After successful recovery from ostomy surgery, you should be able to resume most of your normal lifestyle activities, including dining out with friends or family.
If the thought of heading to a restaurant gives you some pause, check out some great tips and tricks for dining out with an ostomy directly from the me+™ Community – people living full lives with ostomies.
The first thing I recommend is to ensure their pouch is empty before beginning to eat the meal. If there are any food items or spices that an individual is avoiding, such as nuts, then they should confirm with the waiter or waitress that the menu item they ordered does not contain those items. If your meal arrives with any of those items, do not hesitate to let them know. A restaurant is not a place to take risks with food.
Ival Secrest, living with an ostomy since 1978
Enjoy life! Eat what you can and avoid what you can't. Your ostomy should not prevent you from enjoying all parts of life.
Thomas Exler, living with an ostomy since 1969
Be vigilant about asking for exactly what you want. If consumers can request meat-free meals or gluten-free bread, then I certainly can ask for them to leave peanuts off a Chinese dish. I've been asked "oh, are you allergic?" And I say, "nope. I just don't want peanuts on my noodles."
One thing I've recently done is to be sure to ask if buns have sesame seeds on them before ordering burgers. The seeds sometimes get stuck around my stoma and cause irritation. If so, I ask for an alternative. I've even had restaurants make my burger with two bottom buns to avoid the sesame seeds. Be confident in asking for concessions like that.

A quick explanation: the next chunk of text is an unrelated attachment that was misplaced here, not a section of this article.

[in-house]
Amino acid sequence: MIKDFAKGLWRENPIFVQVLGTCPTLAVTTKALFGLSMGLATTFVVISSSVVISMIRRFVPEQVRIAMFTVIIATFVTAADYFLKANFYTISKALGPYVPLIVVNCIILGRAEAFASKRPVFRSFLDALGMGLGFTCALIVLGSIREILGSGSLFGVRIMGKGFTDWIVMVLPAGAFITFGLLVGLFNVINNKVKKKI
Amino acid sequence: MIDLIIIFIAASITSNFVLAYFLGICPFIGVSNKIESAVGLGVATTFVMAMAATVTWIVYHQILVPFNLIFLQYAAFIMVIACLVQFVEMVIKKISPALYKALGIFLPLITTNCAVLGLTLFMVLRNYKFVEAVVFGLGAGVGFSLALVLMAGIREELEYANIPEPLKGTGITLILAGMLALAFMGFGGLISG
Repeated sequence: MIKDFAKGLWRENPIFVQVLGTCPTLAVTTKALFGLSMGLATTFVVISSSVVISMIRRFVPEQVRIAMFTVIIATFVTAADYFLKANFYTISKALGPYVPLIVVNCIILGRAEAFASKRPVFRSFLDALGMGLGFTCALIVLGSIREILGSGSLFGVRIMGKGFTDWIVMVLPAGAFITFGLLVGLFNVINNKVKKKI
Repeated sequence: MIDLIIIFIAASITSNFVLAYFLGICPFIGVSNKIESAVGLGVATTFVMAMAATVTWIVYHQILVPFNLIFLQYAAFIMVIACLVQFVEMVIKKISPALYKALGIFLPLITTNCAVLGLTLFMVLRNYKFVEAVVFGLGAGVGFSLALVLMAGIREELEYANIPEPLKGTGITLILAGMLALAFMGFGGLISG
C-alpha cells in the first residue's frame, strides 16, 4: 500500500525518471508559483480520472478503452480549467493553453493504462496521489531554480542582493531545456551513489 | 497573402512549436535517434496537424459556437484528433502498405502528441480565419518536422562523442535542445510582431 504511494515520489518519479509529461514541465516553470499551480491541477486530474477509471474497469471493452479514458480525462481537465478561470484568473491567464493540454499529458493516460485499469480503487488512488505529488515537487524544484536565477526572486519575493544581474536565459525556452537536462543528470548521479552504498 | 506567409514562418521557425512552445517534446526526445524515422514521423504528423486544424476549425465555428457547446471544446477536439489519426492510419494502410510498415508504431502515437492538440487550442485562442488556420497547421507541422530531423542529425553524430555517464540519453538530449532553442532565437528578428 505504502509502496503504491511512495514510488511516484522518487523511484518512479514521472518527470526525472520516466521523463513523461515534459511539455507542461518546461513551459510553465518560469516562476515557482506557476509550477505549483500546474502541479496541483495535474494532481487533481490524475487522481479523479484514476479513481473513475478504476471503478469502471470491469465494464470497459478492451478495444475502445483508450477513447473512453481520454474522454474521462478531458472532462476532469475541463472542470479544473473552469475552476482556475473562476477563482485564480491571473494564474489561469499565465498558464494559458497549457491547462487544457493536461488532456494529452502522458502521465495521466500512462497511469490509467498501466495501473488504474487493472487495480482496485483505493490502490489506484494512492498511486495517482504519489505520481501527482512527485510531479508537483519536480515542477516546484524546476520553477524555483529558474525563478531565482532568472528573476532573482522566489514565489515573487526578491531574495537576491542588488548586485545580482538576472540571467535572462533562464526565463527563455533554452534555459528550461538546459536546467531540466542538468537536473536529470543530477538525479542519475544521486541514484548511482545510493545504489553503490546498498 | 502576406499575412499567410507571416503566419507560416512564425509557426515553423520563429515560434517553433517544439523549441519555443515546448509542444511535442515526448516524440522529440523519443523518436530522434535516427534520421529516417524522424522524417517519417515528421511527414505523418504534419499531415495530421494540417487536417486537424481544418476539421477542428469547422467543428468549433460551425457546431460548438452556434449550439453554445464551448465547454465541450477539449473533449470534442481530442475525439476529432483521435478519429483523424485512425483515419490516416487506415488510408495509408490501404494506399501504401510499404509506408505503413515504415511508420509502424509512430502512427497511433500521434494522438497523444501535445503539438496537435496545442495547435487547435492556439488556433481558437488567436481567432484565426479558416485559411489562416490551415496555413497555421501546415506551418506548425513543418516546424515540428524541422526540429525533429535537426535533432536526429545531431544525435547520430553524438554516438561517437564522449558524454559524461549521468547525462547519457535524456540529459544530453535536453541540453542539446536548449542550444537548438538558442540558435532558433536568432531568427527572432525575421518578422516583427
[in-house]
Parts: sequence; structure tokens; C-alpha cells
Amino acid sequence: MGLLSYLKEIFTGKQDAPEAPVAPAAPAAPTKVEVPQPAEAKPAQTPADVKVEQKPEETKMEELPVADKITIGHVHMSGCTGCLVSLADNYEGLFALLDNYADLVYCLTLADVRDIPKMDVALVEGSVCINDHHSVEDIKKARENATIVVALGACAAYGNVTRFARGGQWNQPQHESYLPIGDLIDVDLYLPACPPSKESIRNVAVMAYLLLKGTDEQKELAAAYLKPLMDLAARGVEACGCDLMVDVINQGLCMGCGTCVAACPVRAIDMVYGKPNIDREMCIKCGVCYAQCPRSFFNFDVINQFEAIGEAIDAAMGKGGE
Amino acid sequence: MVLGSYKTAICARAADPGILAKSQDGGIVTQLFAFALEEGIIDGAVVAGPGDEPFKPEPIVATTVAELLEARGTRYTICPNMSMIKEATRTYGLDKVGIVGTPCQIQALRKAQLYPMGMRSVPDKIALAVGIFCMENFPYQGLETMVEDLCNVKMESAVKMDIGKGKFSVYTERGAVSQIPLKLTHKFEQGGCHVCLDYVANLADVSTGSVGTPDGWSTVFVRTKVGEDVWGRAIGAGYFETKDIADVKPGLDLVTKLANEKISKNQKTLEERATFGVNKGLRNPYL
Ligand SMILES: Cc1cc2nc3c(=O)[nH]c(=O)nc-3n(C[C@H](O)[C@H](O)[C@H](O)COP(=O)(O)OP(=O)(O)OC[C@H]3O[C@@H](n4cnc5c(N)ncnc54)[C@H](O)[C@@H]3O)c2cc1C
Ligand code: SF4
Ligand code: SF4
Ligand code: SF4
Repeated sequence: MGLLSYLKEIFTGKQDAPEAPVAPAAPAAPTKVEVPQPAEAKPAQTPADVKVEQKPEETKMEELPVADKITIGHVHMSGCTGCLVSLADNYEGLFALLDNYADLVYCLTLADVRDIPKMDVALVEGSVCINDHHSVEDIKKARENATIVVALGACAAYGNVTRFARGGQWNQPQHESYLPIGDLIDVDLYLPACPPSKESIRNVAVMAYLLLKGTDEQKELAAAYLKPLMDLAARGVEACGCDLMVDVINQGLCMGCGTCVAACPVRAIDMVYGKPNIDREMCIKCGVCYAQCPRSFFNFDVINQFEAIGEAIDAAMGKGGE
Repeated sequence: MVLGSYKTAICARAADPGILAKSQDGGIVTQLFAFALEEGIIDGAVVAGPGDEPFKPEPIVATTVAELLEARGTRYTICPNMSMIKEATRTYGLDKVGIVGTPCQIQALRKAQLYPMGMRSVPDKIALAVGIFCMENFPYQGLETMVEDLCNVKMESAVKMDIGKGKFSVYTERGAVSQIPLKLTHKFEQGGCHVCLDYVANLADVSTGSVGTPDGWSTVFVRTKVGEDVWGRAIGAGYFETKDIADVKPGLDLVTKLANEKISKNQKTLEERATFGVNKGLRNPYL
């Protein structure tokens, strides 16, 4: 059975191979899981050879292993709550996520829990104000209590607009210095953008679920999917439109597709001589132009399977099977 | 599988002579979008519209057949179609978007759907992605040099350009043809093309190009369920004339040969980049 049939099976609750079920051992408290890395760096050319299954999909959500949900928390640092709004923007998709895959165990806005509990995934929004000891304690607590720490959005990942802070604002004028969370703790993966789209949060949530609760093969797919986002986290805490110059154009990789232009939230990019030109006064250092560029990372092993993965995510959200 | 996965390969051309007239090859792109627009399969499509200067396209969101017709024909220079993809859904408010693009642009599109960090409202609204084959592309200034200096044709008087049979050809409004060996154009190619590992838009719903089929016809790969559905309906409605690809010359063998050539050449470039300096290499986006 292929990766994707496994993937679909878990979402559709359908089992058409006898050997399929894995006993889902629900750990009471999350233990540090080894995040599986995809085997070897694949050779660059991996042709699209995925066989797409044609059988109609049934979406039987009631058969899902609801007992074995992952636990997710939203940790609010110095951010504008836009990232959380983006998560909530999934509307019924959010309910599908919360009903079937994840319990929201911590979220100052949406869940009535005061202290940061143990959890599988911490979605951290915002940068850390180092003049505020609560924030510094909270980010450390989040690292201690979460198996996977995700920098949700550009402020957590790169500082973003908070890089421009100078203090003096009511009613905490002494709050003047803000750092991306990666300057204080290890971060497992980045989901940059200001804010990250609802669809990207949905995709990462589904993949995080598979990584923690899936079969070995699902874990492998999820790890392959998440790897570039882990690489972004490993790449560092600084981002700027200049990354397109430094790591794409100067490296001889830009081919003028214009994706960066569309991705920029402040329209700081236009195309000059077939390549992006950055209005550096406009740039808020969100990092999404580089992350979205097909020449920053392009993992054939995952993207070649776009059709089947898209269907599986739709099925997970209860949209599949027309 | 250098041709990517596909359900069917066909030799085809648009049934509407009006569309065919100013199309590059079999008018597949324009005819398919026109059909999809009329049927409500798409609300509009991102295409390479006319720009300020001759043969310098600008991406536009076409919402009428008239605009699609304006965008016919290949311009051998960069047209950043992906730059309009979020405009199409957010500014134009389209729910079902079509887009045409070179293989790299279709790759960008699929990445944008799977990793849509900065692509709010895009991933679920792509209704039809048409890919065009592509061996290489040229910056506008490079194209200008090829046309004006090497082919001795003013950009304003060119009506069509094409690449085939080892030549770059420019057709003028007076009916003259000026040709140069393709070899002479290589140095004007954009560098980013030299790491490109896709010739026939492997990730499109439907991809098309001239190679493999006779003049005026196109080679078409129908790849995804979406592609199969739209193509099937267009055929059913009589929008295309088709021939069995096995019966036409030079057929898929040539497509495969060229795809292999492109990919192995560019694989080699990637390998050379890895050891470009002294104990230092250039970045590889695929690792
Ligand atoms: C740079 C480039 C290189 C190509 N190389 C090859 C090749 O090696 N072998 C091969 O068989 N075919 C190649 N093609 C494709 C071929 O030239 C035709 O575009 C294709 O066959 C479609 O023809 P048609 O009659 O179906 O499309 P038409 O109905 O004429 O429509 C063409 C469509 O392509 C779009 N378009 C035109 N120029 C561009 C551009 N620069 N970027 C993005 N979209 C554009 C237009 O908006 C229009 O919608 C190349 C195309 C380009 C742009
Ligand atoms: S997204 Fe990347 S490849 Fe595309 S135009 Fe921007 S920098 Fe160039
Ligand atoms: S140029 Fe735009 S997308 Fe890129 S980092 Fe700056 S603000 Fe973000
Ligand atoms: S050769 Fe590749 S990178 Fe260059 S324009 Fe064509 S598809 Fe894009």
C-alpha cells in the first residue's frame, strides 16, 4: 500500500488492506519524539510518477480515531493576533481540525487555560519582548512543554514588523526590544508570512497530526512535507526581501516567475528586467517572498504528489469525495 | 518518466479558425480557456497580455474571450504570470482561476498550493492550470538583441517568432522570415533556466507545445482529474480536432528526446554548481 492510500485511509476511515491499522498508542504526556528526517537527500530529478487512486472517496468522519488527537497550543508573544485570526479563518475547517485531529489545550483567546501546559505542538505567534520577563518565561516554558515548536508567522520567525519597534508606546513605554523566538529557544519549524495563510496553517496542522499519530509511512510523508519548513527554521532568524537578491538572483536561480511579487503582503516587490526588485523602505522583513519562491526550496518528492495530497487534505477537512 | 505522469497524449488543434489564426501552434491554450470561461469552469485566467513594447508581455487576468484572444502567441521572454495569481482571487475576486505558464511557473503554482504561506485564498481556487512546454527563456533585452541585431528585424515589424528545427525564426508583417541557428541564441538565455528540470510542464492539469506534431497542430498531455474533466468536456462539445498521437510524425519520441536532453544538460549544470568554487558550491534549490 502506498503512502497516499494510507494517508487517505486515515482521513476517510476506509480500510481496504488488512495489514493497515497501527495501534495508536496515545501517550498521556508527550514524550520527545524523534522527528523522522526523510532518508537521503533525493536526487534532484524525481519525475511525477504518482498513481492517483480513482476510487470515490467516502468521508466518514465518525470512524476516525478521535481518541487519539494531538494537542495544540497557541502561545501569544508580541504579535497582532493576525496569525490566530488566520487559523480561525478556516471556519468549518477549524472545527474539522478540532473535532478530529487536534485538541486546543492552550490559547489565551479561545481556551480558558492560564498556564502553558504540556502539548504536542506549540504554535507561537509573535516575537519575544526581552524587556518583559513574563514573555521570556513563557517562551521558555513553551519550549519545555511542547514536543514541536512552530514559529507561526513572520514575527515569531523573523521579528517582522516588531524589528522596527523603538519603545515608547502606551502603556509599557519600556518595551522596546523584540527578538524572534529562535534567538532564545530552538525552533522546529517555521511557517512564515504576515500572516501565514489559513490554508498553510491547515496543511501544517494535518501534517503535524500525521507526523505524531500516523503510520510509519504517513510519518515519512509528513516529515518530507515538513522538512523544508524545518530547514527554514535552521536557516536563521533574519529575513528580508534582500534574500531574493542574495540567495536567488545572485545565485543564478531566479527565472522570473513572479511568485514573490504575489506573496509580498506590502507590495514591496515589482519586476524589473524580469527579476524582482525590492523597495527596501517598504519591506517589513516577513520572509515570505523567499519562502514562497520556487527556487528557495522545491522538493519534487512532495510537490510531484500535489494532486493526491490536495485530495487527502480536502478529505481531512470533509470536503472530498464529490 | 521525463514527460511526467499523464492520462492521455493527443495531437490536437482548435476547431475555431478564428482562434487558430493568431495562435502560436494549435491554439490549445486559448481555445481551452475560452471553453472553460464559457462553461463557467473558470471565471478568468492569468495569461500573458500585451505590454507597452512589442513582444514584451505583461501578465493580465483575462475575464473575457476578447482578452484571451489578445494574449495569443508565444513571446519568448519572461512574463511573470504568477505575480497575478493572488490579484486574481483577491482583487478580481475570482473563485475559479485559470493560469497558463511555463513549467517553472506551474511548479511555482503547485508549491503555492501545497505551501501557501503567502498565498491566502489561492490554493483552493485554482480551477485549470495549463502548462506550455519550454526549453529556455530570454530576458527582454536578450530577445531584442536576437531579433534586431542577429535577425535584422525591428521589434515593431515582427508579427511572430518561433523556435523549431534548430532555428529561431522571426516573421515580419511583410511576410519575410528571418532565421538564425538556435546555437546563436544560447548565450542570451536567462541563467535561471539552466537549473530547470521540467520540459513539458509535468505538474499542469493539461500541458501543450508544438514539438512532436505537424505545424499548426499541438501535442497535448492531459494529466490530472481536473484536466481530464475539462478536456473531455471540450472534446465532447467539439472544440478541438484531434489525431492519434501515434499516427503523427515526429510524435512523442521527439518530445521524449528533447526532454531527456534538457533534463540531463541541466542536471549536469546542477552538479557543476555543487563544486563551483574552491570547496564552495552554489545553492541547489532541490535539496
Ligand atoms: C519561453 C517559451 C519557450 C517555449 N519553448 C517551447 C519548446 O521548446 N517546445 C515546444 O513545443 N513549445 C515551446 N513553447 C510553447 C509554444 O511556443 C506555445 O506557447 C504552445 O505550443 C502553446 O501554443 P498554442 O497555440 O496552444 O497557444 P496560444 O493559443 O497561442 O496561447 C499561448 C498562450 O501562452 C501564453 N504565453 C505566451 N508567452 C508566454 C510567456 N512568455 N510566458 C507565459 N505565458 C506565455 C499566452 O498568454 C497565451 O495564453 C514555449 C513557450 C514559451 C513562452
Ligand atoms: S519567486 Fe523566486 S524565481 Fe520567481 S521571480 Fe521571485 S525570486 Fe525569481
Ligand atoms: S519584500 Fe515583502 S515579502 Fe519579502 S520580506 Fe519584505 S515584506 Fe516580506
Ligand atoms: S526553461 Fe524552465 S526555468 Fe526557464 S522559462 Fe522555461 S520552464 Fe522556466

Back when I was younger, I sometimes just bit the bullet and ate things at restaurants that I knew might cause some discomfort later. Not anymore. If I'm paying for a meal, I want to enjoy it, and my food issues are no different than a lot of other customers.
Ted Taylor, living with an ostomy since 1994
I love lingering over long meals and great conversation, and don’t always want to excuse myself to empty. I find that if I think about wearing clothes that are not too tight and restrictive and that offer some camouflage as my pouch fills. I can empty when I am ready, not because I am worried about people seeing my full pouch.
New foods can be daunting as you recover from surgery. When you are adjusting to your new plumbing, stick to foods you have already had success with when dining out. You would not want to let tummy troubles put a damper on an evening out. As a 15 year ostomate, I know what works for me, but it took a little while to get adventurous with my food choices.
You may feel concerned about odor that might come from emptying your pouch at a restaurant or friends home. Diamonds Gelling Sachets with Odor Control are great to ease concerns about odor and may help restore some confidence.
Sarah Biggart, living with an ostomy since 2004
Eating out is fun, sharing time with other people. Why stay home when you can go out and have fun? There is nothing wrong with going to the bathroom when you are in a restaurant. It is a public place and all public places have restrooms. If you are worried about using a public restroom, make sure that your pouch is empty before you leave the house. Otherwise, go out and enjoy yourself. Life with an ostomy is great! It sure is better for me now than it was before!
Phyllis Rovner, living with an ostomy since 1991
If using the restroom is a concern, call ahead to be sure there are multiple toilet stalls. This can provide comfort knowing you will less likely to have to wait to access a restroom should you need it quickly.
Randy Henniger, living with an ostomy since 1985